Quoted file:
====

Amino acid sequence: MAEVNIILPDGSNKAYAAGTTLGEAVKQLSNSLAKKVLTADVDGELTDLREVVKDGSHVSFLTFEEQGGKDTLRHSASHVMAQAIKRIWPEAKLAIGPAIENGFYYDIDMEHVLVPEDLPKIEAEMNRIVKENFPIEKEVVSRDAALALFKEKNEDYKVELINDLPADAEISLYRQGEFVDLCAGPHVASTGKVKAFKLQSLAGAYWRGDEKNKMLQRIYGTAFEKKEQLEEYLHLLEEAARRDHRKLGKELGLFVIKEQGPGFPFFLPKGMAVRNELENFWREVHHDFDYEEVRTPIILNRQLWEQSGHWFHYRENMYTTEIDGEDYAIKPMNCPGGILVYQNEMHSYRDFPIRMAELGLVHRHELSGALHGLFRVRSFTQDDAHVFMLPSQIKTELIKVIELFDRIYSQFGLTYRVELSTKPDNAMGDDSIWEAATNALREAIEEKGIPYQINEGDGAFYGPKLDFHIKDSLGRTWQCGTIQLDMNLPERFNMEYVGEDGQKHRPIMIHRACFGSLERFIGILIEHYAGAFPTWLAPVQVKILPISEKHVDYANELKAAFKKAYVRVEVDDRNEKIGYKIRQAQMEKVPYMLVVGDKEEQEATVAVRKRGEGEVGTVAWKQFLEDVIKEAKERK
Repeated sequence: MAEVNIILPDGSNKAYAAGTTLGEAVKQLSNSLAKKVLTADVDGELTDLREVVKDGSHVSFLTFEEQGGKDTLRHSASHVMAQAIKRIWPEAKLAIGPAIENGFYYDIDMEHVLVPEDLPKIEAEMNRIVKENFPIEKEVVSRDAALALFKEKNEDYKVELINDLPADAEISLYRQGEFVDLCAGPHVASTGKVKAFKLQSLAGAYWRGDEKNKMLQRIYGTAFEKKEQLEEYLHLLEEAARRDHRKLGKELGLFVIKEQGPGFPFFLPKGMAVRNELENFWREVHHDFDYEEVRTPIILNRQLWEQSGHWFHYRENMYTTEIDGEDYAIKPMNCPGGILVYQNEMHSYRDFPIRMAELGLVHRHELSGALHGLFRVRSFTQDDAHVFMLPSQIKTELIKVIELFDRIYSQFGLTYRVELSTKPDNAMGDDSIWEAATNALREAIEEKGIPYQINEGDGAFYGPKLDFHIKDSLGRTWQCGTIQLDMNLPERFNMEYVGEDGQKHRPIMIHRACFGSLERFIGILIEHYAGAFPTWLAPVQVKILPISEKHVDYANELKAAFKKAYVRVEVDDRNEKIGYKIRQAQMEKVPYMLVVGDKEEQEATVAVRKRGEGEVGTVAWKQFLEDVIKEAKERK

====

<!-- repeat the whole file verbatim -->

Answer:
Amino acid sequence: MAEVNIILPDGSNKAYAAGTTLGEAVKQLSNSLAKKVLTADVDGELTDLREVVKDGSHVSFLTFEEQGGKDTLRHSASHVMAQAIKRIWPEAKLAIGPAIENGFYYDIDMEHVLVPEDLPKIEAEMNRIVKENFPIEKEVVSRDAALALFKEKNEDYKVELINDLPADAEISLYRQGEFVDLCAGPHVASTGKVKAFKLQSLAGAYWRGDEKNKMLQRIYGTAFEKKEQLEEYLHLLEEAARRDHRKLGKELGLFVIKEQGPGFPFFLPKGMAVRNELENFWREVHHDFDYEEVRTPIILNRQLWEQSGHWFHYRENMYTTEIDGEDYAIKPMNCPGGILVYQNEMHSYRDFPIRMAELGLVHRHELSGALHGLFRVRSFTQDDAHVFMLPSQIKTELIKVIELFDRIYSQFGLTYRVELSTKPDNAMGDDSIWEAATNALREAIEEKGIPYQINEGDGAFYGPKLDFHIKDSLGRTWQCGTIQLDMNLPERFNMEYVGEDGQKHRPIMIHRACFGSLERFIGILIEHYAGAFPTWLAPVQVKILPISEKHVDYANELKAAFKKAYVRVEVDDRNEKIGYKIRQAQMEKVPYMLVVGDKEEQEATVAVRKRGEGEVGTVAWKQFLEDVIKEAKERK
Repeated sequence: MAEVNIILPDGSNKAYAAGTTLGEAVKQLSNSLAKKVLTADVDGELTDLREVVKDGSHVSFLTFEEQGGKDTLRHSASHVMAQAIKRIWPEAKLAIGPAIENGFYYDIDMEHVLVPEDLPKIEAEMNRIVKENFPIEKEVVSRDAALALFKEKNEDYKVELINDLPADAEISLYRQGEFVDLCAGPHVASTGKVKAFKLQSLAGAYWRGDEKNKMLQRIYGTAFEKKEQLEEYLHLLEEAARRDHRKLGKELGLFVIKEQGPGFPFFLPKGMAVRNELENFWREVHHDFDYEEVRTPIILNRQLWEQSGHWFHYRENMYTTEIDGEDYAIKPMNCPGGILVYQNEMHSYRDFPIRMAELGLVHRHELSGALHGLFRVRSFTQDDAHVFMLPSQIKTELIKVIELFDRIYSQFGLTYRVELSTKPDNAMGDDSIWEAATNALREAIEEKGIPYQINEGDGAFYGPKLDFHIKDSLGRTWQCGTIQLDMNLPERFNMEYVGEDGQKHRPIMIHRACFGSLERFIGILIEHYAGAFPTWLAPVQVKILPISEKHVDYANELKAAFKKAYVRVEVDDRNEKIGYKIRQAQMEKVPYMLVVGDKEEQEATVAVRKRGEGEVGTVAWKQFLEDVIKEAKERK